• Firefighters responded to a structure fire at the Emmalani Court condominiums in Princeville Monday night, which resulted in the total loss of one unit. No occupants were in the unit at the time of the fire, and no injuries were reported. Fire inspectors estimate the cost of damage to the structure and its contents to be roughly $350,000.
• No injuries were reported after a truck crashed into the Tip Top Cafe in Lihue Friday afternoon, Feb. 15. Shortly before 4 p.m., a white Ford pickup truck was southbound on Akahi Street, when it turned into a parking stall fronting the Tip Top Cafe restaurant and crashed into the building. The restaurant was not open at the time, and no patrons were inside. The driver of the truck, a 56-year-old woman of Omao, was assisted out of her vehicle by police and firefighters responding to the scene. She did not report any injuries from the collision.
• A woman died from injuries sustained during a traffic crash that occurred on Ala Kinoiki in Koloa Sunday night. Police identified the woman as Seon Young Jo, 56, of South Korea. According to a preliminary investigation, a Nissan Versa was heading east on Wailaau Road shortly before 7:45 p.m., when it apparently drove through a stop sign at the intersection with Ala Kinoiki without stopping. As it crossed the intersection, a Polynesian Adventures tour bus traveling north on Ala Kinoiki struck the Nissan on its passenger side and subsequently dragged the vehicle for several feet before it was able to come to a complete stop.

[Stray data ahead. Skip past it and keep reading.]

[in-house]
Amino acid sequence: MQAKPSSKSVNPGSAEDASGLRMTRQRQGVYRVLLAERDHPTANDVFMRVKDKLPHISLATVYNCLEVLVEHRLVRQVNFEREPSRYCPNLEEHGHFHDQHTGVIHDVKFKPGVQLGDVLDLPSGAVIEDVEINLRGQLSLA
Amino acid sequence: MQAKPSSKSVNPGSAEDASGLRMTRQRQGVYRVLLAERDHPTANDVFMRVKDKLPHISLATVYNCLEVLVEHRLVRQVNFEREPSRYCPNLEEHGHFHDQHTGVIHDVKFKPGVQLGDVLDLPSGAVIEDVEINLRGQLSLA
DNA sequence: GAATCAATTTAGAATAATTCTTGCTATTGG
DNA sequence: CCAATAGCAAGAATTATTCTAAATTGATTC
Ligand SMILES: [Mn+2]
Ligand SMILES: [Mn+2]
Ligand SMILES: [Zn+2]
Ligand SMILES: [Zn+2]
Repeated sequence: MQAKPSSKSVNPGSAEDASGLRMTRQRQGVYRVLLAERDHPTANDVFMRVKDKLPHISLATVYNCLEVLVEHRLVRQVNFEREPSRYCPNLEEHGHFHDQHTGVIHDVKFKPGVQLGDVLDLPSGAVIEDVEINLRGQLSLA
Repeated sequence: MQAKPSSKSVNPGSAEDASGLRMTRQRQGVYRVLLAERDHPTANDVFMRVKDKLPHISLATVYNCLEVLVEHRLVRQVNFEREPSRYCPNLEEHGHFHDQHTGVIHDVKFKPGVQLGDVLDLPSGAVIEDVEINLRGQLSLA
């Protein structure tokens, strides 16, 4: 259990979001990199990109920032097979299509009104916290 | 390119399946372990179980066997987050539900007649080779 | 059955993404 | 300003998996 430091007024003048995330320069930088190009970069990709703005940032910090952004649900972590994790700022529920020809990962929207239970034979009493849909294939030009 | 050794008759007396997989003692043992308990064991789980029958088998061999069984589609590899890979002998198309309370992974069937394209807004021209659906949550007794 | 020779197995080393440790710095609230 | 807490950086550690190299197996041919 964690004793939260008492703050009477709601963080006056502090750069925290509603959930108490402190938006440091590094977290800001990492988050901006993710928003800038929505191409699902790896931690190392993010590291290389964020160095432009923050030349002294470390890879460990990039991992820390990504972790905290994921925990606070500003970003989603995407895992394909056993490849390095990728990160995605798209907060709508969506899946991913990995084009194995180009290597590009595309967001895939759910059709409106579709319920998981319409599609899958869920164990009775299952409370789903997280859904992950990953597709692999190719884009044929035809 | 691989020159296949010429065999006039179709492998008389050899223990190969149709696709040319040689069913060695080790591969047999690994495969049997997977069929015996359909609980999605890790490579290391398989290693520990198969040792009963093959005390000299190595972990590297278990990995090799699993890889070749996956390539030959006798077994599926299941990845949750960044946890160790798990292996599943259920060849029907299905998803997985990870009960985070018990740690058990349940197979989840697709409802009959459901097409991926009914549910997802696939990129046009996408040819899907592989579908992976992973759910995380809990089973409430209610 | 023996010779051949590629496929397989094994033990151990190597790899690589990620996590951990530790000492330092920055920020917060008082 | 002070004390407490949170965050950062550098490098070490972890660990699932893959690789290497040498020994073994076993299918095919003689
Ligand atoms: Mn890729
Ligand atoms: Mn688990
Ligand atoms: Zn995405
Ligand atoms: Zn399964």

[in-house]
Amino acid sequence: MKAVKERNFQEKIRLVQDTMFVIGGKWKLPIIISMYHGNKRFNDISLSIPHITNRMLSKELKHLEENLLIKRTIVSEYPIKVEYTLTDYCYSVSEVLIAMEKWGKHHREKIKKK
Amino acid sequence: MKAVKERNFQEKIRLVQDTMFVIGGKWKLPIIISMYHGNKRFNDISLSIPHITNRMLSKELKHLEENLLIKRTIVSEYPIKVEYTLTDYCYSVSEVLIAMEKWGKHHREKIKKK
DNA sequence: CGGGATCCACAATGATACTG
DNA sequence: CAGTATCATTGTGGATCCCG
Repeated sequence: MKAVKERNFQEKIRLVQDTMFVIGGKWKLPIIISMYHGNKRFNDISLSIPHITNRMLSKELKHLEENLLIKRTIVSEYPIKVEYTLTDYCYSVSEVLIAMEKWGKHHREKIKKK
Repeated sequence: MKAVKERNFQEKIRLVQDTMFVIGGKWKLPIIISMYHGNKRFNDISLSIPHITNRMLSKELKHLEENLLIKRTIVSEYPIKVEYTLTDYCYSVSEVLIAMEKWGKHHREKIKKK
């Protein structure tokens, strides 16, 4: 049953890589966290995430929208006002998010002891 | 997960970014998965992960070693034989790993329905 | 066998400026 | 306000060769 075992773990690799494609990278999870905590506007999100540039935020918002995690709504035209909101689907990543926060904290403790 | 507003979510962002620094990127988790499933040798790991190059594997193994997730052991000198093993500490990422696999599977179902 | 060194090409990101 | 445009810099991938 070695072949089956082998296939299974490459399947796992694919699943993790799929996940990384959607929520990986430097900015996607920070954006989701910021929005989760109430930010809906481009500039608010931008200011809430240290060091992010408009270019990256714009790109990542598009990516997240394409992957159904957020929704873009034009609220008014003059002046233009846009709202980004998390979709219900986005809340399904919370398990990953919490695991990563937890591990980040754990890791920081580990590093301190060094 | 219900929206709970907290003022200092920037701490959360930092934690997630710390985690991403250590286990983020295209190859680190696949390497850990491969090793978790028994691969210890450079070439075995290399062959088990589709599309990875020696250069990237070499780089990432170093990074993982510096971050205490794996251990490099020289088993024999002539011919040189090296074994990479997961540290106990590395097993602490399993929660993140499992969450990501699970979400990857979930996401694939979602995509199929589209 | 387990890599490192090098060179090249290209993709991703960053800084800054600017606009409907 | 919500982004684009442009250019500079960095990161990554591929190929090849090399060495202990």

We bring this up to remind everyone of a few things. Please, take your time on the roads. Drive patiently and safely. When in the water, swim in a lifeguarded area and don’t swim alone. Most important, don’t take anything for granted. It’s absolutely true we don’t know what tomorrow brings, what may happen to those we know and love. Tragedy, unforeseen circumstances, await around every corner.
All we can do is be alert, be careful and do our best to stay safe and, in turn, help others to stay safe. It also goes to note that we really don’t know what is going on in the lives of those around us unless we take time to know them and invest in a relationship with them.
Let’s give thanks to Life’s Bridges, a grief-counseling service, that responds to those when they most need help.
And our police officers, firefighters and medical responders have responded well to the many challenges that have come their way. When we need them, they are there.
We’re all aware it takes just one bad driver to cost another their life. We’re aware it takes just one rogue wave to sweep someone away from safety and out to sea. We’re aware there are people out there who will harm others.
The best we can do is be prepared, be alert, realize that life is short. We don’t know what awaits tomorrow. But we do know that, together, we stand a better chance of emerging from these challenges stronger.